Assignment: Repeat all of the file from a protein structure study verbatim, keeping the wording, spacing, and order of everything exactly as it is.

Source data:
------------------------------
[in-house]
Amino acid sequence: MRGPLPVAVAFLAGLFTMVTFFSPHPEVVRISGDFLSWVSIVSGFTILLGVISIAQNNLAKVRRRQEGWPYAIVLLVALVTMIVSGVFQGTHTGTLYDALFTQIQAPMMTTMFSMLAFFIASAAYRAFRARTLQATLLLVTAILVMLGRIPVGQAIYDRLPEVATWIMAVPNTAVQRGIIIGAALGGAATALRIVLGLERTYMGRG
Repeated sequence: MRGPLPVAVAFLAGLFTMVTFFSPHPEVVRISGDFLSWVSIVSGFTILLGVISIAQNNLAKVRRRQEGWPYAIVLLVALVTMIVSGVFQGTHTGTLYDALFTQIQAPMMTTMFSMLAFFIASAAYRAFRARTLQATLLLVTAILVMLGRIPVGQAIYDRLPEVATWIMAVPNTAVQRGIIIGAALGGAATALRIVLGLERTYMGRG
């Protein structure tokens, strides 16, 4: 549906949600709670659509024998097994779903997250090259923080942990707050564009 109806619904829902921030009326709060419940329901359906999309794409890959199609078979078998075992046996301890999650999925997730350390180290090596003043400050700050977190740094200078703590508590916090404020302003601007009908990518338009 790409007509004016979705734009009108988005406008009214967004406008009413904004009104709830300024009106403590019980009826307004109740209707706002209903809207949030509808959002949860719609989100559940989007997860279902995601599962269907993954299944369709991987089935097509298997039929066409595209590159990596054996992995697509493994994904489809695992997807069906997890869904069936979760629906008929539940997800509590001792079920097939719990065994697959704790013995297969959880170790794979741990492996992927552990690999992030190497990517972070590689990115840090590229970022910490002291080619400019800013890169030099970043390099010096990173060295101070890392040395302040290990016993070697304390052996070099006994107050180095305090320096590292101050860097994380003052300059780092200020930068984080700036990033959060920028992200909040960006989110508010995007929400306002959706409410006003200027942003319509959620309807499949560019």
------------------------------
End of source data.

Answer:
[in-house]
Amino acid sequence: MRGPLPVAVAFLAGLFTMVTFFSPHPEVVRISGDFLSWVSIVSGFTILLGVISIAQNNLAKVRRRQEGWPYAIVLLVALVTMIVSGVFQGTHTGTLYDALFTQIQAPMMTTMFSMLAFFIASAAYRAFRARTLQATLLLVTAILVMLGRIPVGQAIYDRLPEVATWIMAVPNTAVQRGIIIGAALGGAATALRIVLGLERTYMGRG
Repeated sequence: MRGPLPVAVAFLAGLFTMVTFFSPHPEVVRISGDFLSWVSIVSGFTILLGVISIAQNNLAKVRRRQEGWPYAIVLLVALVTMIVSGVFQGTHTGTLYDALFTQIQAPMMTTMFSMLAFFIASAAYRAFRARTLQATLLLVTAILVMLGRIPVGQAIYDRLPEVATWIMAVPNTAVQRGIIIGAALGGAATALRIVLGLERTYMGRG
């Protein structure tokens, strides 16, 4: 549906949600709670659509024998097994779903997250090259923080942990707050564009 109806619904829902921030009326709060419940329901359906999309794409890959199609078979078998075992046996301890999650999925997730350390180290090596003043400050700050977190740094200078703590508590916090404020302003601007009908990518338009 790409007509004016979705734009009108988005406008009214967004406008009413904004009104709830300024009106403590019980009826307004109740209707706002209903809207949030509808959002949860719609989100559940989007997860279902995601599962269907993954299944369709991987089935097509298997039929066409595209590159990596054996992995697509493994994904489809695992997807069906997890869904069936979760629906008929539940997800509590001792079920097939719990065994697959704790013995297969959880170790794979741990492996992927552990690999992030190497990517972070590689990115840090590229970022910490002291080619400019800013890169030099970043390099010096990173060295101070890392040395302040290990016993070697304390052996070099006994107050180095305090320096590292101050860097994380003052300059780092200020930068984080700036990033959060920028992200909040960006989110508010995007929400306002959706409410006003200027942003319509959620309807499949560019």